by Mitch Kokai
Senior Political Analyst, John Locke Foundation
Terry Stoops writes for the Martin Center about problems associated with the way public school teachers approach reading instruction.
No cliché is more ubiquitous at teacher protests than signs that read, “if you can read this sign, thank a teacher.” That is, unless you disregard variations on the theme of “pay us more.” And yet, student performance on national and international tests suggest that the reading comprehension of most American students does not extend far beyond an understanding of nine-word sentences and basic signage.
In the United States, only a fortunate few acquire reading proficiency. Scores on the National Assessment of Educational Progress (NAEP) have barely budged since 2002. On the 2016 Progress in International Reading Literacy Study (PIRLS), the U.S. average reading score for fourth-grade students trailed 12 education systems and was not significantly different than 15 others. PIRLS test scores have also seen no measurable improvement since 2001. Similarly, the average score of 15-year-old students on the 2015 Program for International Student Assessment (PISA) reading test was lower than 14 education systems and was not measurably different than the international average—or from the 2003 average score.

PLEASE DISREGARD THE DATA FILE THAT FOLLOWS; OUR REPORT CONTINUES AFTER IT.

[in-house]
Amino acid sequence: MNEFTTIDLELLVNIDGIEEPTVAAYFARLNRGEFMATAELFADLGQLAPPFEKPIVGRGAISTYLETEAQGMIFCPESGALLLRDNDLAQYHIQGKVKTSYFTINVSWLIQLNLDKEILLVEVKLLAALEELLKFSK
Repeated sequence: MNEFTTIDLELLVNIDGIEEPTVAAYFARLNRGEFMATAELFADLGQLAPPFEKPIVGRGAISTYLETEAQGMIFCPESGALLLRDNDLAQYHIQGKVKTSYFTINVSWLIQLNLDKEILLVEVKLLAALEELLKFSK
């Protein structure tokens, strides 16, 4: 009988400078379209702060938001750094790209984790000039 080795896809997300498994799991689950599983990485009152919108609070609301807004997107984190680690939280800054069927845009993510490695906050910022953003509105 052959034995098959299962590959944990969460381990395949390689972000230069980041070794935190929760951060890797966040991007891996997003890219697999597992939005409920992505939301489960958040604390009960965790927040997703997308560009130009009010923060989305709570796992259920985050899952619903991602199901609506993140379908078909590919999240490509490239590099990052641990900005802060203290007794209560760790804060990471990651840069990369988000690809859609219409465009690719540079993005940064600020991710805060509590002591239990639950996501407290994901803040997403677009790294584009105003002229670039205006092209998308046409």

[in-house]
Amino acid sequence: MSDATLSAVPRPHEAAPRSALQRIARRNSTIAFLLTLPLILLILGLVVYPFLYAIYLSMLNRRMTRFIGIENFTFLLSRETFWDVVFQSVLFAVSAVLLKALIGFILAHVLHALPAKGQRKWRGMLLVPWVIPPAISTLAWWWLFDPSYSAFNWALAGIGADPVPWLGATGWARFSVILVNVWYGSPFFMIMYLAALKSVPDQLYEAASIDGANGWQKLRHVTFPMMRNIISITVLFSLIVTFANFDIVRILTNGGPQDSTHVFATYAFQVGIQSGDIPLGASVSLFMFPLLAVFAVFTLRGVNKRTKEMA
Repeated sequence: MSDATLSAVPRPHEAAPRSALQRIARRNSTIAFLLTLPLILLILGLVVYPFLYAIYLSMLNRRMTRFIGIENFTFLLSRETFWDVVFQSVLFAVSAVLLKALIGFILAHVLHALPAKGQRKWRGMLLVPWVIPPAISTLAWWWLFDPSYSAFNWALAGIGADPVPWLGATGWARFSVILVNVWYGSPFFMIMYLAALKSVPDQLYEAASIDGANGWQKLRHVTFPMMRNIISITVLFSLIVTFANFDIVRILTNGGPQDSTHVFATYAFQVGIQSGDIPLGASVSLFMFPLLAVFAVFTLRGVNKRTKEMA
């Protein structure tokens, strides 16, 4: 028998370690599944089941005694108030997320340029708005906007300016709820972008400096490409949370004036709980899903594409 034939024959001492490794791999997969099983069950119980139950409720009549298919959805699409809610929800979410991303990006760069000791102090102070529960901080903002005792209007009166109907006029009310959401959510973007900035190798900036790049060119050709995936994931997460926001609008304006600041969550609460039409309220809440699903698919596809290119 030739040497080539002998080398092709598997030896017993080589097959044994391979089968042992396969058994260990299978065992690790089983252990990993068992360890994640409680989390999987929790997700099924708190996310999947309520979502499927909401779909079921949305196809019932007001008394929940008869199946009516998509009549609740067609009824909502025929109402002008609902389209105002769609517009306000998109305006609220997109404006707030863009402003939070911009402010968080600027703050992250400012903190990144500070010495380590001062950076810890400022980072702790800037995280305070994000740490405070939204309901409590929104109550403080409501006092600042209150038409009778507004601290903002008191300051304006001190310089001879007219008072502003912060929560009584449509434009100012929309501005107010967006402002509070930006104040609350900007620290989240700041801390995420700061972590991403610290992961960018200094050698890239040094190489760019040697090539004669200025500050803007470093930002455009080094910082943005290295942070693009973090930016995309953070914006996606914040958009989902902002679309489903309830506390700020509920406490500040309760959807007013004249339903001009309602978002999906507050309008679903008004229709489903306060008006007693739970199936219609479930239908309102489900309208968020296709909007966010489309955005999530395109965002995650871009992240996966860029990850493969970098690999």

In Language at the Speed of Sight: How We Read, Why So Many Can’t, And What Can Be Done About It, Mark Seidenberg, a cognitive neuroscientist at the University of Wisconsin-Madison, takes these test results and other indicators of functional illiteracy seriously. Rather than dismiss the scores from reputable reading tests, he argues that they indicate deeply embedded and systematic shortcomings in how college teacher training programs prepare prospective educators.